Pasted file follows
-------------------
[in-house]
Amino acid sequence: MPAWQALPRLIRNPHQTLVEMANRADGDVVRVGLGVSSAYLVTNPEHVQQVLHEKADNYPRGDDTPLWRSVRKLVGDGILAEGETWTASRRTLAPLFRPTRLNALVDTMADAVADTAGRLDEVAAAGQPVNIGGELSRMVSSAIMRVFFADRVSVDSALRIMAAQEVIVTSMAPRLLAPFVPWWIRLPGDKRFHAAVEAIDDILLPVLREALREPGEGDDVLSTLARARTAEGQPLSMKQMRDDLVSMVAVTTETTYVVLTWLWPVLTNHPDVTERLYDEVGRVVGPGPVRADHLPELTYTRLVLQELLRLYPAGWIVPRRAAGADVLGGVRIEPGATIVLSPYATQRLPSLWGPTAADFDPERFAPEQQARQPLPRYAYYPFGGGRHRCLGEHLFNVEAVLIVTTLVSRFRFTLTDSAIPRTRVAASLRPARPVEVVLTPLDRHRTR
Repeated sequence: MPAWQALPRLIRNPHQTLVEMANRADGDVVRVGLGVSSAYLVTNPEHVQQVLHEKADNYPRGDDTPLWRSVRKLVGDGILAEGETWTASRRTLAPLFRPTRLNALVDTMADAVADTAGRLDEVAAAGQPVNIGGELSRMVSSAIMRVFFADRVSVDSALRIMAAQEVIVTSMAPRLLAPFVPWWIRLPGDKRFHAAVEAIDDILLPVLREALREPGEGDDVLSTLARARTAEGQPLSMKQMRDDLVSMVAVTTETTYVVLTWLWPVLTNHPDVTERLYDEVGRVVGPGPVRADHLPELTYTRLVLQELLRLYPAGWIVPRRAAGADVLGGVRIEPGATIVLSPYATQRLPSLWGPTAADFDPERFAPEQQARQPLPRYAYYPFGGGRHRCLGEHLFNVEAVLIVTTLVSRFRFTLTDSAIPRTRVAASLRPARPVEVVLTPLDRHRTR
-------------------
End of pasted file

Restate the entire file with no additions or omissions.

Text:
[in-house]
Amino acid sequence: MPAWQALPRLIRNPHQTLVEMANRADGDVVRVGLGVSSAYLVTNPEHVQQVLHEKADNYPRGDDTPLWRSVRKLVGDGILAEGETWTASRRTLAPLFRPTRLNALVDTMADAVADTAGRLDEVAAAGQPVNIGGELSRMVSSAIMRVFFADRVSVDSALRIMAAQEVIVTSMAPRLLAPFVPWWIRLPGDKRFHAAVEAIDDILLPVLREALREPGEGDDVLSTLARARTAEGQPLSMKQMRDDLVSMVAVTTETTYVVLTWLWPVLTNHPDVTERLYDEVGRVVGPGPVRADHLPELTYTRLVLQELLRLYPAGWIVPRRAAGADVLGGVRIEPGATIVLSPYATQRLPSLWGPTAADFDPERFAPEQQARQPLPRYAYYPFGGGRHRCLGEHLFNVEAVLIVTTLVSRFRFTLTDSAIPRTRVAASLRPARPVEVVLTPLDRHRTR
Repeated sequence: MPAWQALPRLIRNPHQTLVEMANRADGDVVRVGLGVSSAYLVTNPEHVQQVLHEKADNYPRGDDTPLWRSVRKLVGDGILAEGETWTASRRTLAPLFRPTRLNALVDTMADAVADTAGRLDEVAAAGQPVNIGGELSRMVSSAIMRVFFADRVSVDSALRIMAAQEVIVTSMAPRLLAPFVPWWIRLPGDKRFHAAVEAIDDILLPVLREALREPGEGDDVLSTLARARTAEGQPLSMKQMRDDLVSMVAVTTETTYVVLTWLWPVLTNHPDVTERLYDEVGRVVGPGPVRADHLPELTYTRLVLQELLRLYPAGWIVPRRAAGADVLGGVRIEPGATIVLSPYATQRLPSLWGPTAADFDPERFAPEQQARQPLPRYAYYPFGGGRHRCLGEHLFNVEAVLIVTTLVSRFRFTLTDSAIPRTRVAASLRPARPVEVVLTPLDRHRTR